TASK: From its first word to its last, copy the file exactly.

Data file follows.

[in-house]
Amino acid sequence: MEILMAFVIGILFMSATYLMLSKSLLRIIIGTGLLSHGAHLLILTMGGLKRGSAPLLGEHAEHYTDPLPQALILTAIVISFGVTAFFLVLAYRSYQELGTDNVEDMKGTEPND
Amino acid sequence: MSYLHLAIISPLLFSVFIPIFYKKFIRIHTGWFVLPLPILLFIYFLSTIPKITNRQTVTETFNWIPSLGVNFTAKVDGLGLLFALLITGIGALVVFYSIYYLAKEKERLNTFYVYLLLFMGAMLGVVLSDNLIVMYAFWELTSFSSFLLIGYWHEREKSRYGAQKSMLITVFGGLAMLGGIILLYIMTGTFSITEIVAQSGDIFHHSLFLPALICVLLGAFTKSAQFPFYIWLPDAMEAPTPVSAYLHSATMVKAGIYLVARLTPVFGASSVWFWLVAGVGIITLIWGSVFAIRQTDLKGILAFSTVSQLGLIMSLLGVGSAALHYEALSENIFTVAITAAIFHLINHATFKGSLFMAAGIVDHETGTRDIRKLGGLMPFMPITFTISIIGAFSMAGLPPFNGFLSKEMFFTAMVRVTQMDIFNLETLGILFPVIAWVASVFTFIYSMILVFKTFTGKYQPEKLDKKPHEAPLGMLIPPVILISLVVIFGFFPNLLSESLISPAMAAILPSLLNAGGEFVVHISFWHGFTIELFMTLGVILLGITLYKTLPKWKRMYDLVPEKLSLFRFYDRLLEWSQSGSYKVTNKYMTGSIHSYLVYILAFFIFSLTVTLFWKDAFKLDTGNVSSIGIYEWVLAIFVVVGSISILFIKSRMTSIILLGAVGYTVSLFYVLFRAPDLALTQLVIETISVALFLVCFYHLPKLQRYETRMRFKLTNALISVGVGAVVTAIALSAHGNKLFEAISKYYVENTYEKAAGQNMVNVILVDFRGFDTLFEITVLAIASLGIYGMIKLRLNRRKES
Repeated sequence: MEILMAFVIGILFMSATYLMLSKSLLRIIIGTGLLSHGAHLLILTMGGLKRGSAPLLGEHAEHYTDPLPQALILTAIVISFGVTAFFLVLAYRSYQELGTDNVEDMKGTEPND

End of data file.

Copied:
[in-house]
Amino acid sequence: MEILMAFVIGILFMSATYLMLSKSLLRIIIGTGLLSHGAHLLILTMGGLKRGSAPLLGEHAEHYTDPLPQALILTAIVISFGVTAFFLVLAYRSYQELGTDNVEDMKGTEPND
Amino acid sequence: MSYLHLAIISPLLFSVFIPIFYKKFIRIHTGWFVLPLPILLFIYFLSTIPKITNRQTVTETFNWIPSLGVNFTAKVDGLGLLFALLITGIGALVVFYSIYYLAKEKERLNTFYVYLLLFMGAMLGVVLSDNLIVMYAFWELTSFSSFLLIGYWHEREKSRYGAQKSMLITVFGGLAMLGGIILLYIMTGTFSITEIVAQSGDIFHHSLFLPALICVLLGAFTKSAQFPFYIWLPDAMEAPTPVSAYLHSATMVKAGIYLVARLTPVFGASSVWFWLVAGVGIITLIWGSVFAIRQTDLKGILAFSTVSQLGLIMSLLGVGSAALHYEALSENIFTVAITAAIFHLINHATFKGSLFMAAGIVDHETGTRDIRKLGGLMPFMPITFTISIIGAFSMAGLPPFNGFLSKEMFFTAMVRVTQMDIFNLETLGILFPVIAWVASVFTFIYSMILVFKTFTGKYQPEKLDKKPHEAPLGMLIPPVILISLVVIFGFFPNLLSESLISPAMAAILPSLLNAGGEFVVHISFWHGFTIELFMTLGVILLGITLYKTLPKWKRMYDLVPEKLSLFRFYDRLLEWSQSGSYKVTNKYMTGSIHSYLVYILAFFIFSLTVTLFWKDAFKLDTGNVSSIGIYEWVLAIFVVVGSISILFIKSRMTSIILLGAVGYTVSLFYVLFRAPDLALTQLVIETISVALFLVCFYHLPKLQRYETRMRFKLTNALISVGVGAVVTAIALSAHGNKLFEAISKYYVENTYEKAAGQNMVNVILVDFRGFDTLFEITVLAIASLGIYGMIKLRLNRRKES
Repeated sequence: MEILMAFVIGILFMSATYLMLSKSLLRIIIGTGLLSHGAHLLILTMGGLKRGSAPLLGEHAEHYTDPLPQALILTAIVISFGVTAFFLVLAYRSYQELGTDNVEDMKGTEPND